Awesome tutorial Maggie! I've also used beeswax as a resist - although the sharpie looks much easier (and less messy)! I like Rachael's tip about the styrofoam! I never would have thought of that!

gloria said...

This is a great tutorial. Very clear so that even I can do this and will! Thank you!

Maggie said...

FashionablyAdorned - I use about 1 liter of water, and just dump a bunch of baking soda into the water, no strict guidelines. I'd say it is probably about 1/4 of a cup or so.

Thanks for all the other info/tips everyone! I did not know it could etch nickel!!

Imaginative Intentions said...

Fabulous tutorial! The pieces you made are absolutely gorgeous! I want to try this soooooo badly!

Sonja Marshall-Bone said...

Wonderful tutorial! Can't wait to practice it myself. Thank you.

sher065 said...

Thanks for spending the time to teach! Something else for me to play with!

Judy said...

Thank-you, Thank-you !!! I have been wanting to do this, I can not wait to try it. Great turorial!!

Alana F said...

First of all, thank you so much for the fabulous tutorial! I am so excited to add this technique to some of my projects! Second, I am having some troubles getting my hand on the etching solution (I am in Canada and we don’t have radio shack). I am wondering what the concentrate of the solution you used is?
Thanks so much for your help!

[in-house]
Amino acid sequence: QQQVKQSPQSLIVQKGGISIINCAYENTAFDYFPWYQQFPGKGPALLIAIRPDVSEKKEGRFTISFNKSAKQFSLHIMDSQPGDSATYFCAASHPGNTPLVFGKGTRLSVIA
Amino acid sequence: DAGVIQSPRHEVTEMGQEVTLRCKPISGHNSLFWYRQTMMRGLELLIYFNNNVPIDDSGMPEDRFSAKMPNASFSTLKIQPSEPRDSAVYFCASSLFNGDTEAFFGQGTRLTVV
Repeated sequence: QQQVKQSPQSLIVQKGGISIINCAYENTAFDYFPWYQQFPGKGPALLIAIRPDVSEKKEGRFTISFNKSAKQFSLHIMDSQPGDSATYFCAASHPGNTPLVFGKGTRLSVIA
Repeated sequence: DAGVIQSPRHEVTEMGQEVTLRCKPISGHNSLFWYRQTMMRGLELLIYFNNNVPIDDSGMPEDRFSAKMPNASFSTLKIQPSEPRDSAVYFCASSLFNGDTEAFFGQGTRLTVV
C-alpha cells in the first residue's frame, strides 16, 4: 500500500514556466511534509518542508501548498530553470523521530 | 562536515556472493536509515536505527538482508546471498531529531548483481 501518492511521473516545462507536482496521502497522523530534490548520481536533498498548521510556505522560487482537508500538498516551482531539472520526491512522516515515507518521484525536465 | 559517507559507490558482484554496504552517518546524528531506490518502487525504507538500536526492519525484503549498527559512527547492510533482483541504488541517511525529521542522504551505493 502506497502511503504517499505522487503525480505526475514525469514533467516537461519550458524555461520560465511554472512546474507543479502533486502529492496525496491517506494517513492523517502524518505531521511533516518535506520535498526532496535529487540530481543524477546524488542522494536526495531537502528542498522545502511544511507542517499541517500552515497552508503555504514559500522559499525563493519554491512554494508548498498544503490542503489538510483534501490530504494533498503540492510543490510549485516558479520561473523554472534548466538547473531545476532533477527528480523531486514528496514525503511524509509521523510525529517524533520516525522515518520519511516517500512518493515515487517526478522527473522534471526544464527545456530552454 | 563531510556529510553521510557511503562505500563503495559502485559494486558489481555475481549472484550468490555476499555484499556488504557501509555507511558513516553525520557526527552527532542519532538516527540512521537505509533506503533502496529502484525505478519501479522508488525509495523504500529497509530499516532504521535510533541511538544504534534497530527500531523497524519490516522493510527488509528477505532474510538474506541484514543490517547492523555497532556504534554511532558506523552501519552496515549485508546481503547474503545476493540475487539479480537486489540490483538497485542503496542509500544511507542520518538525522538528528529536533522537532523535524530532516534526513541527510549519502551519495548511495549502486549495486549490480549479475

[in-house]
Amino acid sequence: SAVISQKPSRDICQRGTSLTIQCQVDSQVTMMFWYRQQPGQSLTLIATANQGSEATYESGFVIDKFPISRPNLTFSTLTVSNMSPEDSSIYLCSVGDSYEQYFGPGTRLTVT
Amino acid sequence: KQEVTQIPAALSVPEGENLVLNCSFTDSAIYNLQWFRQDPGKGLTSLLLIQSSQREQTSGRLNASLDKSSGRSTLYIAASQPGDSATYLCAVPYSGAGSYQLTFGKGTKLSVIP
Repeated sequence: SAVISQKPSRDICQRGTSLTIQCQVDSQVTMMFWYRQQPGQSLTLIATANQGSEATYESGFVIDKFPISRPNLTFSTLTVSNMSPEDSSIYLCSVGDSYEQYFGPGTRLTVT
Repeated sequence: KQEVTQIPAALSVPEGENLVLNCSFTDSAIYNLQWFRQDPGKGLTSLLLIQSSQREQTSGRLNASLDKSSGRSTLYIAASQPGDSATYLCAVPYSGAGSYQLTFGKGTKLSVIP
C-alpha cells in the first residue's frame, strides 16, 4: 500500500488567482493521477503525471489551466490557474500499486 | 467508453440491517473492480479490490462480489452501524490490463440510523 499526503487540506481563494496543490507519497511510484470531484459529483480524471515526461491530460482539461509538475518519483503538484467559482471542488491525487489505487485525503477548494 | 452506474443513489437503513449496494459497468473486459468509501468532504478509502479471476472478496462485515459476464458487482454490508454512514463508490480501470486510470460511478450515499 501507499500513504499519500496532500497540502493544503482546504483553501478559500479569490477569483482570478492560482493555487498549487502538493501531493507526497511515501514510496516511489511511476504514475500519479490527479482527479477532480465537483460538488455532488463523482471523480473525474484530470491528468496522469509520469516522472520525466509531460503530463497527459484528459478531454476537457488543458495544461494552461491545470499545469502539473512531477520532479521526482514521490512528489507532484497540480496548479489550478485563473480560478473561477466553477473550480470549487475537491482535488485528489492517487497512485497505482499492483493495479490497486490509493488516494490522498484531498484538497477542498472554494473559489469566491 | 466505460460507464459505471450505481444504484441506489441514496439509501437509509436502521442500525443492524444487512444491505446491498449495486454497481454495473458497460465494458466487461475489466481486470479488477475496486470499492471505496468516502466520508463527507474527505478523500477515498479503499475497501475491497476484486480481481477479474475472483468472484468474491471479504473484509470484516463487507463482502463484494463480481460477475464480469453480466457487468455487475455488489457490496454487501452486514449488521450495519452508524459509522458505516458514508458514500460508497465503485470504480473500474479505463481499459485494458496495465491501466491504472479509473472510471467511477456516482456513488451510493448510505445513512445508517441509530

Lori Lenzen said...

I bought my etching solution here- http://www.ornamentea.com/ or you could try RioGrande.com (they also have Patinas as well). I took a class on this topic this past weekend and loved it. We used StazOn permanent ink pads and rubber stamps if you want a particular design you can't draw on! Great tutorial- thank you!

DalkullanJewelry said...

Thanks for this wonderful post! I'm definitely going to give this a try. Does anyone know what chemical is used to etch sterling silver?

Jason said...

Ferric Nitrate, but good luck finding a source for it.
You can also try it on aluminum, but the reaction gets VERY warm and needs to be done OUTSIDE away from anything (dogs, cats, children, front porches) that you don't want permanently harmed by the reaction.

btriver said...

Can the etching solution be reused or only used once?

virtuallori said...

@btriver, you can use it until it doesn't work anymore. The more it is used, the slower it will etch.

Brass Fittings said...
This comment has been removed by a blog administrator.
John From OZ said...

If you can't find Ferric Chloride, the better alternative is Ammonium Pursulphate. It's clear when you start and turns a blueish colour when you are finished.

John From Western Australia.

sven said...

I just tried using Speedball screen filler (for screen printing). Worked like a charm. Easily flows on a brush more of a painterly effect. Your blog was my starting point, thought I'd add this as a bit of help/news.

jtbmetaldesigns said...

Good work. FYI..an easy way to dispose of ferric chloride is to add it to an excess of baking soda solution and stir periodically stir it and maybe let sit a couple days. You will be left with ordinary salt mixed with the baking soda and the Cedric chloride will be converted to simple ferric oxide or plain rust. filter the clear solution and use the iron oxide to make red or orange paint!!

tonya said...

Looking forward to trying this, thanks so much for sharing!